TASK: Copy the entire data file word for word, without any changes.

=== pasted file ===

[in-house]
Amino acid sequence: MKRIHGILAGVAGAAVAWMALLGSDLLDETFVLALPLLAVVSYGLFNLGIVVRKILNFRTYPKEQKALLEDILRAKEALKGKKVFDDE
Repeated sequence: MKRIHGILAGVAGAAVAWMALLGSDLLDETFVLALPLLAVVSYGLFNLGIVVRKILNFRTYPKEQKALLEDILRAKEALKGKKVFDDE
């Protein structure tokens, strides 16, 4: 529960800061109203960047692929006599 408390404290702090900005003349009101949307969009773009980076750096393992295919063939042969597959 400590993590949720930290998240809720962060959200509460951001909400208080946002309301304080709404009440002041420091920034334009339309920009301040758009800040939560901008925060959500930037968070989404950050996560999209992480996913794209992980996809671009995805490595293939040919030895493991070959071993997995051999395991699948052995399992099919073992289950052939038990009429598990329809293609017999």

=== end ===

[in-house]
Amino acid sequence: MKRIHGILAGVAGAAVAWMALLGSDLLDETFVLALPLLAVVSYGLFNLGIVVRKILNFRTYPKEQKALLEDILRAKEALKGKKVFDDE
Repeated sequence: MKRIHGILAGVAGAAVAWMALLGSDLLDETFVLALPLLAVVSYGLFNLGIVVRKILNFRTYPKEQKALLEDILRAKEALKGKKVFDDE
């Protein structure tokens, strides 16, 4: 529960800061109203960047692929006599 408390404290702090900005003349009101949307969009773009980076750096393992295919063939042969597959 400590993590949720930290998240809720962060959200509460951001909400208080946002309301304080709404009440002041420091920034334009339309920009301040758009800040939560901008925060959500930037968070989404950050996560999209992480996913794209992980996809671009995805490595293939040919030895493991070959071993997995051999395991699948052995399992099919073992289950052939038990009429598990329809293609017999």